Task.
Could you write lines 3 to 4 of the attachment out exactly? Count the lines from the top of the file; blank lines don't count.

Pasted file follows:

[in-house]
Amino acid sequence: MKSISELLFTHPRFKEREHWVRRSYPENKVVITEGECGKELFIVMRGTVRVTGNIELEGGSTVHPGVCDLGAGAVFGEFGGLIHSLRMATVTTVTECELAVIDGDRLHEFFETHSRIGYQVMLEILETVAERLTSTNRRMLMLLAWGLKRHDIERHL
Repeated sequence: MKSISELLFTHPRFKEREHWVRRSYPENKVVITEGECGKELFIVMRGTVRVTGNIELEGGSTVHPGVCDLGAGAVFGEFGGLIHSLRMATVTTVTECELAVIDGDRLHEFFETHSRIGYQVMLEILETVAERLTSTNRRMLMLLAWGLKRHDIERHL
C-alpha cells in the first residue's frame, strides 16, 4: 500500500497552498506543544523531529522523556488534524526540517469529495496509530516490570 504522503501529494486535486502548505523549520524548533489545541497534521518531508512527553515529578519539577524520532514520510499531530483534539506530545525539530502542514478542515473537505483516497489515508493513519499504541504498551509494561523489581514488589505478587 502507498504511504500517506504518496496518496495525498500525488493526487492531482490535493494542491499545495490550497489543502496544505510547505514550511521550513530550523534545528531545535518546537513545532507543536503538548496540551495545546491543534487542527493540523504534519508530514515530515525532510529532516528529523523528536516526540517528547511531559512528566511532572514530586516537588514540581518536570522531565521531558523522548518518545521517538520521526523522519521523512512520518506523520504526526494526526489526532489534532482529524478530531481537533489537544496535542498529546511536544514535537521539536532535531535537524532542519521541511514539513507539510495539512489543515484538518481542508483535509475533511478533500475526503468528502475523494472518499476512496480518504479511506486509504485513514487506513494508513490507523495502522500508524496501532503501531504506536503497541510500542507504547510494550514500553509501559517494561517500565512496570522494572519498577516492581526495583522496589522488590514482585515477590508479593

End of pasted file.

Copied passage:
Repeated sequence: MKSISELLFTHPRFKEREHWVRRSYPENKVVITEGECGKELFIVMRGTVRVTGNIELEGGSTVHPGVCDLGAGAVFGEFGGLIHSLRMATVTTVTECELAVIDGDRLHEFFETHSRIGYQVMLEILETVAERLTSTNRRMLMLLAWGLKRHDIERHL
C-alpha cells in the first residue's frame, strides 16, 4: 500500500497552498506543544523531529522523556488534524526540517469529495496509530516490570 504522503501529494486535486502548505523549520524548533489545541497534521518531508512527553515529578519539577524520532514520510499531530483534539506530545525539530502542514478542515473537505483516497489515508493513519499504541504498551509494561523489581514488589505478587 502507498504511504500517506504518496496518496495525498500525488493526487492531482490535493494542491499545495490550497489543502496544505510547505514550511521550513530550523534545528531545535518546537513545532507543536503538548496540551495545546491543534487542527493540523504534519508530514515530515525532510529532516528529523523528536516526540517528547511531559512528566511532572514530586516537588514540581518536570522531565521531558523522548518518545521517538520521526523522519521523512512520518506523520504526526494526526489526532489534532482529524478530531481537533489537544496535542498529546511536544514535537521539536532535531535537524532542519521541511514539513507539510495539512489543515484538518481542508483535509475533511478533500475526503468528502475523494472518499476512496480518504479511506486509504485513514487506513494508513490507523495502522500508524496501532503501531504506536503497541510500542507504547510494550514500553509501559517494561517500565512496570522494572519498577516492581526495583522496589522488590514482585515477590508479593